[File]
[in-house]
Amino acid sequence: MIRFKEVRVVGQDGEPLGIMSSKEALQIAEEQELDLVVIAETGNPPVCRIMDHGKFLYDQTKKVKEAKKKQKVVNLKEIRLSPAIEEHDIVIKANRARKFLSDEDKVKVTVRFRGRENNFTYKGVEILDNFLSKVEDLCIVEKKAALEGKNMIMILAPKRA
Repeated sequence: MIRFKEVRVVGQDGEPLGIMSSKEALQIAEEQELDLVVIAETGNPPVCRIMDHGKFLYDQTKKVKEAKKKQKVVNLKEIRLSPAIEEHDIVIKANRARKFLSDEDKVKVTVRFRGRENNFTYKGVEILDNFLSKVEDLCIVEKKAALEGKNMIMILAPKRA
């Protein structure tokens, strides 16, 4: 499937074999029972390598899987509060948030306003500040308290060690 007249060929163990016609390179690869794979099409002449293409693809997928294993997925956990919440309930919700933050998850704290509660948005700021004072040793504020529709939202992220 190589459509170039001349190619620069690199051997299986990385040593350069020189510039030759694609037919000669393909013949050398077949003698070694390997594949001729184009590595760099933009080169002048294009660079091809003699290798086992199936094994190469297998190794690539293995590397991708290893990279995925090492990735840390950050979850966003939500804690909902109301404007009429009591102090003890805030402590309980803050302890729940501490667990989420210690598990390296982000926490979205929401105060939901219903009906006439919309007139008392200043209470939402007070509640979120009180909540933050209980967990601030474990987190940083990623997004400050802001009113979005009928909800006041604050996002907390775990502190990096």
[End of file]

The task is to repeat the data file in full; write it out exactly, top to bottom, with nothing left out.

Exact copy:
[in-house]
Amino acid sequence: MIRFKEVRVVGQDGEPLGIMSSKEALQIAEEQELDLVVIAETGNPPVCRIMDHGKFLYDQTKKVKEAKKKQKVVNLKEIRLSPAIEEHDIVIKANRARKFLSDEDKVKVTVRFRGRENNFTYKGVEILDNFLSKVEDLCIVEKKAALEGKNMIMILAPKRA
Repeated sequence: MIRFKEVRVVGQDGEPLGIMSSKEALQIAEEQELDLVVIAETGNPPVCRIMDHGKFLYDQTKKVKEAKKKQKVVNLKEIRLSPAIEEHDIVIKANRARKFLSDEDKVKVTVRFRGRENNFTYKGVEILDNFLSKVEDLCIVEKKAALEGKNMIMILAPKRA
């Protein structure tokens, strides 16, 4: 499937074999029972390598899987509060948030306003500040308290060690 007249060929163990016609390179690869794979099409002449293409693809997928294993997925956990919440309930919700933050998850704290509660948005700021004072040793504020529709939202992220 190589459509170039001349190619620069690199051997299986990385040593350069020189510039030759694609037919000669393909013949050398077949003698070694390997594949001729184009590595760099933009080169002048294009660079091809003699290798086992199936094994190469297998190794690539293995590397991708290893990279995925090492990735840390950050979850966003939500804690909902109301404007009429009591102090003890805030402590309980803050302890729940501490667990989420210690598990390296982000926490979205929401105060939901219903009906006439919309007139008392200043209470939402007070509640979120009180909540933050209980967990601030474990987190940083990623997004400050802001009113979005009928909800006041604050996002907390775990502190990096």